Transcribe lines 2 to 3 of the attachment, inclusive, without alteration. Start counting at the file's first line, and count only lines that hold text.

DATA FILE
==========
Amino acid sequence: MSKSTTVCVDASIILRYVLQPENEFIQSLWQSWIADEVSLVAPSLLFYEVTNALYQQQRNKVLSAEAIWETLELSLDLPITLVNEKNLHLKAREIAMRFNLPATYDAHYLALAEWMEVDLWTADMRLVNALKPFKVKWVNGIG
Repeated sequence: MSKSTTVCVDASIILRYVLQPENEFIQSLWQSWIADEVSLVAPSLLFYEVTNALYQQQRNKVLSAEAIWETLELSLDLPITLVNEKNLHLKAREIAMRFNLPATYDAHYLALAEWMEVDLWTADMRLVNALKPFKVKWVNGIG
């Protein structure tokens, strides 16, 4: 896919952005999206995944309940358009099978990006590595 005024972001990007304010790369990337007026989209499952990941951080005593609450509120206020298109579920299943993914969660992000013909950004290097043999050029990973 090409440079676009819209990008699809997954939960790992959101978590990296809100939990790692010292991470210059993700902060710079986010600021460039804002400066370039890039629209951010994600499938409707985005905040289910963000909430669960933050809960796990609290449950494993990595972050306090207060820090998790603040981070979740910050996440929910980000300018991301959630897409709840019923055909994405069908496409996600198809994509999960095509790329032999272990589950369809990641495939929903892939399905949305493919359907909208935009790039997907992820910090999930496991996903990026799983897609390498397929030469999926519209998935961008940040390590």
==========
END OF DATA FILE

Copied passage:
Repeated sequence: MSKSTTVCVDASIILRYVLQPENEFIQSLWQSWIADEVSLVAPSLLFYEVTNALYQQQRNKVLSAEAIWETLELSLDLPITLVNEKNLHLKAREIAMRFNLPATYDAHYLALAEWMEVDLWTADMRLVNALKPFKVKWVNGIG
């Protein structure tokens, strides 16, 4: 896919952005999206995944309940358009099978990006590595 005024972001990007304010790369990337007026989209499952990941951080005593609450509120206020298109579920299943993914969660992000013909950004290097043999050029990973 090409440079676009819209990008699809997954939960790992959101978590990296809100939990790692010292991470210059993700902060710079986010600021460039804002400066370039890039629209951010994600499938409707985005905040289910963000909430669960933050809960796990609290449950494993990595972050306090207060820090998790603040981070979740910050996440929910980000300018991301959630897409709840019923055909994405069908496409996600198809994509999960095509790329032999272990589950369809990641495939929903892939399905949305493919359907909208935009790039997907992820910090999930496991996903990026799983897609390498397929030469999926519209998935961008940040390590």